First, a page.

There are many people we can think of who, like Mr. Rogers, have sought in their lifetime to make manifest Jesus’ mission of compassion and peace. And what better time than Epiphany to remember and celebrate those people.
I think Epiphany also provides us with an opportunity to reflect on the ways we might take part in making Jesus’ life manifest. I can just imagine Mr. Rogers sitting down with each one of us asking what gifts we have to offer, and inviting us to think about the positive difference we might yet make.
But I also want to offer a challenge. I’ve long been intrigued not only with the scene from Matthew of the magi kneeling down in worship, but of the magi rising and returning home by another road. These wise astrologers, after being overwhelmed with joy, after offering Jesus the finest of gifts, were warned not to return to King Herod and they returned home by another road. Worship of Jesus led these magi into a subversive act of defiance, an act that led to Herod’s brutal killing spree and the slaughter of innocents. So should the magi have returned to Herod in order to give him what he wanted? Or would the results have been the same? It’s a sad and hard question that hangs over this story and that hangs over the whole story of Jesus.
In the Mennonite Church I attended growing up and the Mennonite college I attended, I heard lots of sermons about how we, who seek to follow Jesus, are by name a “by another road” people. One of the most cited scriptures of my childhood was from Romans 12: “Do not be conformed to this world, but be transformed by the renewing of your minds, so that you may discern what is the will of God—what is good and acceptable and perfect.”
Do not be conformed to this world. Seek alternative routes in other words. Return home by another road. I was often reminded how the earliest followers of Jesus were called The Way, or the People of the Way. They were given that name because they walked a different sort of path—away from the violent Herod’s of the world, away from the power hungry, coercive, violent, and self-interested, easily frightened kings and pharaohs and toward the suffering and the wailing and loud lamentations of the world.
It’s been a compelling vision for me as a Christian, and it’s not just a vision. I know people who enact this vision with such courage and resolve.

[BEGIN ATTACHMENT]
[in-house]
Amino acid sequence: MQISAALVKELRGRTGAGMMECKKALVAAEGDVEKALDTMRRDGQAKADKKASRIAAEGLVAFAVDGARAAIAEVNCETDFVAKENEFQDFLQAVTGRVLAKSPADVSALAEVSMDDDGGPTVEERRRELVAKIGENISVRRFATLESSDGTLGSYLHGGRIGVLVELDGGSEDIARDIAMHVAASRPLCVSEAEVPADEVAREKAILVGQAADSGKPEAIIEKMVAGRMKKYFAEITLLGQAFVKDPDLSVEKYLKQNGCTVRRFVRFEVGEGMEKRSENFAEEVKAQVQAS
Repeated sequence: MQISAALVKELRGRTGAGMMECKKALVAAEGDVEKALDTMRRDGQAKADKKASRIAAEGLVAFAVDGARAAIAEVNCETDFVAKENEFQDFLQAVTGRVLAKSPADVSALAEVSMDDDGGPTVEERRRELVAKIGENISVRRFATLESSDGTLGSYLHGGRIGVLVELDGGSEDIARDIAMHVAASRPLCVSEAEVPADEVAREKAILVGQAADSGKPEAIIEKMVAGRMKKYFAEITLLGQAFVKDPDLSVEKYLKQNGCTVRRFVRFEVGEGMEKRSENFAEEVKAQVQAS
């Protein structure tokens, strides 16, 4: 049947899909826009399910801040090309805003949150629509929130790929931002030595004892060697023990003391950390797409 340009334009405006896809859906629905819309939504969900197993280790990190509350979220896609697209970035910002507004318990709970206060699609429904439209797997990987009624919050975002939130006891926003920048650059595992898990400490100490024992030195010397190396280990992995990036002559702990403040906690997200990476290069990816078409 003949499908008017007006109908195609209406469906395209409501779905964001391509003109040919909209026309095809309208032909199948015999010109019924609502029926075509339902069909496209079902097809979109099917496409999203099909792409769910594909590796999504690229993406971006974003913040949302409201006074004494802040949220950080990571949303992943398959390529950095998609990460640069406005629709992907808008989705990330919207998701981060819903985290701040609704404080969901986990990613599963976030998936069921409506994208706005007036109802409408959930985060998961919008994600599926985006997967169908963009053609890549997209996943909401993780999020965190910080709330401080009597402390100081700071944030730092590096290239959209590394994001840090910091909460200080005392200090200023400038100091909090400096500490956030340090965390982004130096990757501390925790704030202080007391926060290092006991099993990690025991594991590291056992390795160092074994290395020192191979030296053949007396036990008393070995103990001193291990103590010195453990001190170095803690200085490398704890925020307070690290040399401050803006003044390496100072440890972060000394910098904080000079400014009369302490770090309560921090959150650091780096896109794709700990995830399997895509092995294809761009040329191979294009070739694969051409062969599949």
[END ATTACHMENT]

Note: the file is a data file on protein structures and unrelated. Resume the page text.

And yet with each passing year, I become less and less sure of what it means to walk “by another road.” The vision still compels me, I hope it compels us, but sorting out what it means to be people of Alternative Ways and Roads is never easy, and it’s especially important that we not presume that we’ve got it figured it.
And one of the things that keeps me connected to faith communities is that I’m pretty sure I need help finding these alternative routes in the 21st century.
And to that end, and in closing, I want to highlight the fact that there is a small group forming here at Rainbow called Rainbows in Rosedale. This group is starting to think about neighborliness, welcome, and doing that intentionally right here around the church. I hope we all have a chance to hear from them and learn from them as the year goes on. Whether joining that group is something you can or can’t do, I hope we can all support and learn from them as they try to walk this route of greater welcome and neighborliness right here around the church.
I want to read from their ever-evolving vision:
We aspire to create a living space for plants and people that nourishes; a place where neighbors gather for community as well as for sustenance of body and soul; a resource that provides aesthetic beauty as well as year-found food security. Via our means to that end, we hope to achieve environmental, relational, labor and financial sustainability via stewardship that fosters a sharing economy, equity of voice and a generous spirit of welcome.
This group, while not presuming that they know exactly how to do this, is seeking to live an alternative route. They are learning the art and discipline of true and mutual neighborliness. And for those who scoff thinking that this sort of vision is unrealistic or just expansive optimism, can we recognize the need for and can we encourage different voices and different experiments as we seek to find and walk the Way of Jesus today?
Again, joining this group may not be what everyone is able or called to do, but I so appreciate that these initiatives and conversations are taking place. These are the more durable signs that we are indeed seeking to make Jesus’ mission of neighborliness manifest here and now.